Chiwoniso Maraire

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Chiwoniso Maraire
Chiwoniso Maraire, Zimbabwean Musician
Chiwoniso Maraire
Born (1976-03-05)March 5, 1976
Washington, USA
Died July 24, 2013(2013-07-24) (aged 40)
Resting place
Nationality Zimbabwean
  • Musician
  • Vocalist
  • Mbira player
Known for Mbira Music
Spouse(s) Andy Brown
Children Chengeto and Chiedza Brown
Parents Dunisani Maraire and Linda Nemarundwe

Chiwoniso Maraire was a Zimbabwean singer, songwriter, and exponent of Zimbabwean mbira music. She was the daughter of Zimbabwean mbira Master and teacher Dumisani Maraire a former officer in the Zimbabwe Ministry of Sports and Culture in the early 1980s.


Chiwoniso also known as "Chi" was born on 5 March 1976 in Olympia, Washington State, United States of America (USA) and died 24 July 2013. She was the daughter of a celebrated Zimbabwean mbira player and teacher, Dumisani Maraire. He had moved to the USA to work in the ethnomusicology department at the University of Washington in Seattle. Her mother, Linda Nemarundwe Maraire, known as "Mai Chi", was a singer. She moved back to Zimbabwe where she attended Mutare Girls High School and took evening classes at the University of Zimbabwe(UZ), where her father was teaching. She was married to Andy Brown and the couple later divorced they had two daughters, Chengeto and Chiedza Brown.[1]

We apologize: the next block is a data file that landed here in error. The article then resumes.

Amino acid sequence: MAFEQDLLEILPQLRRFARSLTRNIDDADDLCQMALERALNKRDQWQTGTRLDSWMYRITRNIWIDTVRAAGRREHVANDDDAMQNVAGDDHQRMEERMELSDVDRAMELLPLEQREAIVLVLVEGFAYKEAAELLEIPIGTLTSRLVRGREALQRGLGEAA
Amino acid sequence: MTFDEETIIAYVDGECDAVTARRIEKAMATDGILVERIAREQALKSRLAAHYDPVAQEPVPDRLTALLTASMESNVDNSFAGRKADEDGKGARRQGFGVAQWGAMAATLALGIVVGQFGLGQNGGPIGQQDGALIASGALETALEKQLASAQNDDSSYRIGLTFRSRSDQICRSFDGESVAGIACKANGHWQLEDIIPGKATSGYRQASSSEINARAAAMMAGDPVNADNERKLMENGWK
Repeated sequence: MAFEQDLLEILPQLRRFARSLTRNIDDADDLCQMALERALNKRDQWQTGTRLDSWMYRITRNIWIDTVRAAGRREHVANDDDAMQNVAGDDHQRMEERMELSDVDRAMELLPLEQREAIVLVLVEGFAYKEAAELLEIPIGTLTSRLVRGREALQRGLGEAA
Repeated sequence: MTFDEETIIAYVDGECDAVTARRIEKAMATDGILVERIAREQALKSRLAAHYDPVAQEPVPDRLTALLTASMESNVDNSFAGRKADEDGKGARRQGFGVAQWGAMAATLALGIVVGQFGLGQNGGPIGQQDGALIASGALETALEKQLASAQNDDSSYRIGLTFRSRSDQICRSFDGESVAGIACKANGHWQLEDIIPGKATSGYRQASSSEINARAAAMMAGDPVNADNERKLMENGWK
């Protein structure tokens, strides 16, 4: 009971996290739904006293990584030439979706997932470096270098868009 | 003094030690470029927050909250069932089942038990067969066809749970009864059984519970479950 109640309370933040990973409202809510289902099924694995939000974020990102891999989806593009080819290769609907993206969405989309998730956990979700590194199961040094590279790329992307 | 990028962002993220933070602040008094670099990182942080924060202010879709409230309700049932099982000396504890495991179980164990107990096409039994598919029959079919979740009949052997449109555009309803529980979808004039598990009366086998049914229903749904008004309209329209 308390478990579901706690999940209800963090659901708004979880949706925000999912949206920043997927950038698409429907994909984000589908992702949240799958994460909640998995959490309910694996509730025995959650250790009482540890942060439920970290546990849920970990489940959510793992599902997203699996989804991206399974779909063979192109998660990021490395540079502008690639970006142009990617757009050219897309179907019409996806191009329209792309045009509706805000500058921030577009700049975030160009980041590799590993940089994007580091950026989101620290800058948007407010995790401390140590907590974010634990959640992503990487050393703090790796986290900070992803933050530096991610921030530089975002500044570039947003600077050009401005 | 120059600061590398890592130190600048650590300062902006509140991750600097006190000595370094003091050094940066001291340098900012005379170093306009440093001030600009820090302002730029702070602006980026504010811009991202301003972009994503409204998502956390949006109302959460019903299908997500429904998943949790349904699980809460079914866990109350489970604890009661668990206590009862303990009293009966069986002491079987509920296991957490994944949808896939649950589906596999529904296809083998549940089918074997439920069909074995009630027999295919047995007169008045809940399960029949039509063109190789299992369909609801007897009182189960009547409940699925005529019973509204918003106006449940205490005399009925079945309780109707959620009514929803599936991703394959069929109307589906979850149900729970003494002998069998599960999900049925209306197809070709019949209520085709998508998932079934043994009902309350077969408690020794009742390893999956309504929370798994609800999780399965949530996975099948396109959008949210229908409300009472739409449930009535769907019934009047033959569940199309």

Music career

She began playing mbira at the age of 4 years and recorded her first album with her parents when she was nine. She spent the first 7 years of her life in the USA. At 11 years she was performing with her father and her siblings Tawona and Ziyanai in the family mbira group Mhuri yaMaraire (the Maraire Family). She also played in her father's mbira group Minanzi III (Musical Sounds 3). At the age 15 years, she formed part of Afro-fusion hip-hop trio A Peace of Ebony, which "was perhaps the first group to fuse mbira with contemporary beats". one of the country's best-known exponents of the mbira, the traditional thumb piano, made of metal strips attached to a wooden board. She was celebrated for the way in which she modernised the ancient instrument, which had traditionally been used by male musicians, and for the way in which she used the Mbira as the backing for her own songs, which often dealt with social and political issues, and in collaborations involving hip-hop or jazz.

She was also involved in writing soundtracks for films and documentaries. Chiwoniso fronted her acoustic group Chiwoniso & Vibe Culture for several years. In 1997 she recorded her first solo album, Ancient Voices, which won the Radio France International award for best new artist. She joined a group called The Storm, a band led by guitarist Andy Brown (who became her husband and later divorced).[1] The Storm became one of Zimbabwe’s biggest bands, touring the world and winning accolades.... Maraire’s firm voice and Brown’s plucky guitar made a beautiful combination. In 2001-2004, she was also a core member of the multinational all-women band Women's Voice, whose original members hailed from Norway, Zimbabwe, Tanzania, America, Israel and Algeria. Chiwoniso also starred in films, having worked on the soundtracks for movies and documentaries by an array of Zimbabwean writers and film producers She went on to record three more albums namely Timeless (2004), Hupenyu Kumusha, Life at Home, Impilo Ekhaya. The Collaboration: Volume 1 (2006), and Rebel Woman (2008).